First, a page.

Will you be my mentor?
This question makes me cringe. It’s not that I don’t want to help. I do — I really do. It’s just that when someone asks me to be their mentor, I don’t know what I’m signing up for. The question feels like a marriage proposal from someone I’ve never met, an indefinite labor contract with unspecified terms of service, and a giant pile of responsibility on an already full plate.
But I understand where people are coming from. We’ve been spoon-fed the idea that finding a mentor is a prerequisite for success. Countless business books and self-help guides preach the importance of a good mentor. Under this image we have nurtured, a mentor takes a mentee under their wing, like Socrates and Plato, Steve Jobs and Mark Zuckerberg, and Mr. Miyagi and Daniel. The relationship then blossoms, and the mentee achieves philosophical greatness, makes billions, or wins the All Valley Karate Championship.
I hate to be a buzzkill, but this isn’t how things work in real life. We wait for a good mentor to arrive like a prophet, whisk us from our canyon of despair, and push us up the ladder of success. But that mentor often doesn’t come, at least not in the form that we’re expecting. We then use the lack of a mentor as an excuse for not getting started.
The solution to this quandary appears in a scene in Good Will Hunting, one of my favorite movies. In the scene, Sean McGuire, the therapist played by Robin Williams, asks Matt Damon’s genius character, Will Hunting, if he has a soulmate—someone who challenges him.
After some meandering, Will replies: “I got plenty. Shakespeare, Nietzsche, Frost, O’Connor, Kant, Pope, Locke.” Sean mocks this answer: “That’s great. They’re all dead.” Undeterred, Will says: “Not to me, they’re not.”
Will is on to something. We assume our soulmates and sources of inspiration have to be real-life mentors who are a quick phone call or an email away. But that assumption is false. As Elizabeth Gilbert writes, mentors “live on the shelves of your library; they live on the walls of museums; they live in recordings made decades ago.”
No one has taught me more about democracy than the Czech writer and politician Vaclav Havel. He’s not alive. No one has taught me more about writing than Stephen King. I’ve never met him. No one has taught me more about humility than the Roman emperor Marcus Aurelius. He’s been fertilizing daffodils for nearly two thousand years. No one has inspired me more about leveraging failure for success than Sara Blakely. I saw her on the television show Billions once, but our paths have never crossed.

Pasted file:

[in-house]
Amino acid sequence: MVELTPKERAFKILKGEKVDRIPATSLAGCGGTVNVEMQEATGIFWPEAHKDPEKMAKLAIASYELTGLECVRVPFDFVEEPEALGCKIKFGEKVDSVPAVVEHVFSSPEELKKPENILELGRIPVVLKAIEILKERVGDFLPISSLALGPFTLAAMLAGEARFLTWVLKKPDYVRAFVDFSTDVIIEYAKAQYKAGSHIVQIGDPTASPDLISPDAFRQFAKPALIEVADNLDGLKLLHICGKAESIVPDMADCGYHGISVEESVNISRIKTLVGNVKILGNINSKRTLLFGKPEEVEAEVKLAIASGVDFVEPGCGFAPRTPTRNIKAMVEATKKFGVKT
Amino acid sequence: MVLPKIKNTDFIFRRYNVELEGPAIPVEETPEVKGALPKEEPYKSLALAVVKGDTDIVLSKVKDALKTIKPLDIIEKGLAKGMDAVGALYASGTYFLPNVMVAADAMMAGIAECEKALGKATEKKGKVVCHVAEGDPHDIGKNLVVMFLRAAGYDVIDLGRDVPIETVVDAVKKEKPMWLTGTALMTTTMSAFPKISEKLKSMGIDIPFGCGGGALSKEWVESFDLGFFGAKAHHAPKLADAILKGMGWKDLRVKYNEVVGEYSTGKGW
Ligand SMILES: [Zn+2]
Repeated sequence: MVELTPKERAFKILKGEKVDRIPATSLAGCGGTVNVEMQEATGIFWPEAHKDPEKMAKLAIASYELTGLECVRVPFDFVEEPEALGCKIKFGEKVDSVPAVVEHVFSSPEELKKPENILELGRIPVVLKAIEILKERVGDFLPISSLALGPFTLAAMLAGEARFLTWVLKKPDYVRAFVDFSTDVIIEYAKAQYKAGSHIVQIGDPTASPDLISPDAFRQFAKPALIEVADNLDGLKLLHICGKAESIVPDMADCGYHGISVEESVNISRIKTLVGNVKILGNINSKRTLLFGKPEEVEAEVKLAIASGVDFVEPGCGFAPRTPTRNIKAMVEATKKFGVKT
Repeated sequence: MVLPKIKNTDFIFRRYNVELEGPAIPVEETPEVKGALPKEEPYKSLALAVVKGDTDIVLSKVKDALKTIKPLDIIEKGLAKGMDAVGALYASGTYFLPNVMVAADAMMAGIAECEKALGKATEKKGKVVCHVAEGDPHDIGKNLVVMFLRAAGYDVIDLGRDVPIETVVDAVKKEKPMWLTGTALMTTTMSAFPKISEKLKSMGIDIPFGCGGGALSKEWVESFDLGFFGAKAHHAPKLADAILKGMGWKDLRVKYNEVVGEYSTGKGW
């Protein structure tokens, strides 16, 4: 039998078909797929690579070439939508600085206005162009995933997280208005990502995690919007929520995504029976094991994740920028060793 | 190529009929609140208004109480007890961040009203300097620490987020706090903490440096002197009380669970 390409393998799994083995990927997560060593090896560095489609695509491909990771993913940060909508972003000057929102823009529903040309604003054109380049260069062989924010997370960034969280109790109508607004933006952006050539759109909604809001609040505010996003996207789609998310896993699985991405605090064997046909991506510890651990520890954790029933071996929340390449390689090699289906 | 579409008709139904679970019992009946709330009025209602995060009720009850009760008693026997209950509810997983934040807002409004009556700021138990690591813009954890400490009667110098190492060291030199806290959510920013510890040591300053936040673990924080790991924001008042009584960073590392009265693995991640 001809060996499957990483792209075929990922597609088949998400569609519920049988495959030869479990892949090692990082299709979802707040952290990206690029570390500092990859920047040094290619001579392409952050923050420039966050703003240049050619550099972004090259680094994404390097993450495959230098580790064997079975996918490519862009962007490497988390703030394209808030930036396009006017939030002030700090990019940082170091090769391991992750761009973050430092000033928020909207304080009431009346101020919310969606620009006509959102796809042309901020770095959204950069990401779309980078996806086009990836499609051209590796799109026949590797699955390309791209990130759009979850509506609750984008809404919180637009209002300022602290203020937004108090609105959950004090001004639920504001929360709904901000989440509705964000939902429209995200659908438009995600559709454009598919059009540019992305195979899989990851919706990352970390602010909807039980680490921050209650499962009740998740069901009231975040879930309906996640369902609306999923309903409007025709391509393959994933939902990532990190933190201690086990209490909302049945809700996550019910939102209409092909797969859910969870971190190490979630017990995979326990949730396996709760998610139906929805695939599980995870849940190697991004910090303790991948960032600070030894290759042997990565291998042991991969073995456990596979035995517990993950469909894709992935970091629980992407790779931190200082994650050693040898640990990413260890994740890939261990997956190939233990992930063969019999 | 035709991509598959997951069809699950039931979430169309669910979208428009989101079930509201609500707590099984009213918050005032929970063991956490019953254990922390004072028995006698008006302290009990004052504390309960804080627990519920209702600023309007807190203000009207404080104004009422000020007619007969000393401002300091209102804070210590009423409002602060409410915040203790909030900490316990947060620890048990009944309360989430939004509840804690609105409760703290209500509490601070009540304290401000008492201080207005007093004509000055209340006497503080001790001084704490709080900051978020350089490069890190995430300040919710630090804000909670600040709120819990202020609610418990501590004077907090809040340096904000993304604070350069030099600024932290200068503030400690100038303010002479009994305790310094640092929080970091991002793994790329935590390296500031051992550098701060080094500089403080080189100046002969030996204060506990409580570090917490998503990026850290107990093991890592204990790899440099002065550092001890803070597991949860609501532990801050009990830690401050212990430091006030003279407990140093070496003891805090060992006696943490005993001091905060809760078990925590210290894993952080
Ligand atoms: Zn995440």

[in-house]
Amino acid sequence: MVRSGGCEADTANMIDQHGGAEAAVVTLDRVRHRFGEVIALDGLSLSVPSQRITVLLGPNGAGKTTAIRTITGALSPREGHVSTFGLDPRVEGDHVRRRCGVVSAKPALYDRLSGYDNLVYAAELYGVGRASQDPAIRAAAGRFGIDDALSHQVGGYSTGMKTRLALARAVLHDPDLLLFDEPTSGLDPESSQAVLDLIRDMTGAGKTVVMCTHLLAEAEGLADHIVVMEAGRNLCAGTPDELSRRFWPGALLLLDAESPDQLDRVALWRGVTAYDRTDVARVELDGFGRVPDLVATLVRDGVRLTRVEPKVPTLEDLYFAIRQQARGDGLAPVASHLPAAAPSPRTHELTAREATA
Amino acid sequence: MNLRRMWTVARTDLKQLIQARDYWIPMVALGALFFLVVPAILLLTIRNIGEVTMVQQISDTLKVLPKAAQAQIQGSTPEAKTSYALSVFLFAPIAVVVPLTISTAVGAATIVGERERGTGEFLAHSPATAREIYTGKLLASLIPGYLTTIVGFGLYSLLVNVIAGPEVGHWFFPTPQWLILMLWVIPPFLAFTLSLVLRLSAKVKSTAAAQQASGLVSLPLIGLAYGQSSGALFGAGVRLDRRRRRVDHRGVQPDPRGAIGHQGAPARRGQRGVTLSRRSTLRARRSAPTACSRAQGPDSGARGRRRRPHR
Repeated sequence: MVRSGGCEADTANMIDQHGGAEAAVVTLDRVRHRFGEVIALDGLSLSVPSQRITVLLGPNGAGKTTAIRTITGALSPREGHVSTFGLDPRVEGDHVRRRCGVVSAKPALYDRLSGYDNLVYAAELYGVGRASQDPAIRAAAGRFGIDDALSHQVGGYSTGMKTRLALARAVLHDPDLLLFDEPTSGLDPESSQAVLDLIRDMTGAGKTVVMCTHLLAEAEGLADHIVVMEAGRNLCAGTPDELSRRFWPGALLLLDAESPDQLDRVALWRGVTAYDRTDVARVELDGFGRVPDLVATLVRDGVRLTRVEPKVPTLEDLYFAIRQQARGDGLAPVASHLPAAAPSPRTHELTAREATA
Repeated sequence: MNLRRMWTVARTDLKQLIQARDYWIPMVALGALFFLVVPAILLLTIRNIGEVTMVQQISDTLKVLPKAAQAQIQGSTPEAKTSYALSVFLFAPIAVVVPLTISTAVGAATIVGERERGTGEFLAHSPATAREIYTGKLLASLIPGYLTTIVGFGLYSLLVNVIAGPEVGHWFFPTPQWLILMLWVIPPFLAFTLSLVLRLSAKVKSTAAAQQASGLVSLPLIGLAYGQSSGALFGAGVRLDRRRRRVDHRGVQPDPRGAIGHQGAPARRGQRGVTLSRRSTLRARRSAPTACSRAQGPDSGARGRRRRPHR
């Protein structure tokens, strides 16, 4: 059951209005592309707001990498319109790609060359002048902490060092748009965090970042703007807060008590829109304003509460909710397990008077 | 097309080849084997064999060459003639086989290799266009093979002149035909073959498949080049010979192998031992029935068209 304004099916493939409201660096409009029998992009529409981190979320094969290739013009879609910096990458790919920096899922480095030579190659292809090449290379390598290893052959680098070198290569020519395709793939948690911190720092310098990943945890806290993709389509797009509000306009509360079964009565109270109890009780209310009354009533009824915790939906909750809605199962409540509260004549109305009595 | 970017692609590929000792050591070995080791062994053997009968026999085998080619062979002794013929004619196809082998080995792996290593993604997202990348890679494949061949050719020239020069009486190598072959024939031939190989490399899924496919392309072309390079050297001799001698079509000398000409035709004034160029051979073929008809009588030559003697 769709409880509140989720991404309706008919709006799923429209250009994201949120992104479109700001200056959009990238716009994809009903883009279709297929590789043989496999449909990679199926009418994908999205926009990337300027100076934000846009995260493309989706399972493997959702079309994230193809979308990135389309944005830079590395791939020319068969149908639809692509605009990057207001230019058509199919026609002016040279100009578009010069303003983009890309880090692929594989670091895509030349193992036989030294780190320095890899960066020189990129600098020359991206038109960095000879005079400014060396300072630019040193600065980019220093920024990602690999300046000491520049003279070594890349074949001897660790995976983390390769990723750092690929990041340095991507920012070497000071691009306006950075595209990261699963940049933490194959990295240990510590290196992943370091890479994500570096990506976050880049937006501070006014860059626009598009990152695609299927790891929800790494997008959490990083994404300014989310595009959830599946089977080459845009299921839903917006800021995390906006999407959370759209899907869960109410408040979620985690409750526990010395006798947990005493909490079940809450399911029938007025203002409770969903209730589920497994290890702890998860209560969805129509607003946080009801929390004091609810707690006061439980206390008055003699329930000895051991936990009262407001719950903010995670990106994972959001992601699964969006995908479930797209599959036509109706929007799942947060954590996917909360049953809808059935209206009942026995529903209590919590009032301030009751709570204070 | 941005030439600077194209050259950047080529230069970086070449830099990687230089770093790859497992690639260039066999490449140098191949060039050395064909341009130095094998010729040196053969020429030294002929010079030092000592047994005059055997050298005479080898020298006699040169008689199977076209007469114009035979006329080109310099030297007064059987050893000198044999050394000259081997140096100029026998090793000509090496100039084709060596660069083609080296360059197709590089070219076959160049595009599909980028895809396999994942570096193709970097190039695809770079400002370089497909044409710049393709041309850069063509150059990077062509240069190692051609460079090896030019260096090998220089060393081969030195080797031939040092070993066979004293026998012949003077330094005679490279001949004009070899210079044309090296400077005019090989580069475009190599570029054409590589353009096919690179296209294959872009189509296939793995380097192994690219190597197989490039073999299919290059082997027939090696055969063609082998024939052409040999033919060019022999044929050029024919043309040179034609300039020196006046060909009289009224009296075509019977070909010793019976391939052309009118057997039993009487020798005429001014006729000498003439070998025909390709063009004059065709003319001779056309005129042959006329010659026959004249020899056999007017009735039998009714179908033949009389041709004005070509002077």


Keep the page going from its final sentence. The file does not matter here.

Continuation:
All I had to do to learn from these incredible people, and many others like them, was to study their lives. Take, for example, Stephen King. I treat his fiction like a textbook. I highlight, underline, circle, and review. I’ve learned more from studying his writing than I ever could from a formal “mentoring” session where I would ask him if he has any advice on writing (to which he would probably respond, “Go read my books.”).
You can channel the power of these teachers without holding a seance. Pick your favorite source of inspiration and ask yourself this question: What would they do if they were in my shoes? What would Elon Musk do when faced with this challenge? How would Elizabeth Gilbert tackle this creativity problem? How would Jane Austen develop the character in my novel? If you’ve done your homework, and studied their works, you’ll know what the answer is.
So, to those of you looking for real-life mentors, I say, stop looking.
Your mentors are already all around you.
You just have to open your eyes to see them.
Ozan Varol is a rocket scientist turned law professor and bestselling author. Click here to download a free copy of his e-book, The Contrarian Handbook: 8 Principles for Innovating Your Thinking. Along with your free e-book, you’ll get the Weekly Contrarian — a newsletter that challenges conventional wisdom and changes the way we look at the world (plus access to exclusive content for subscribers only).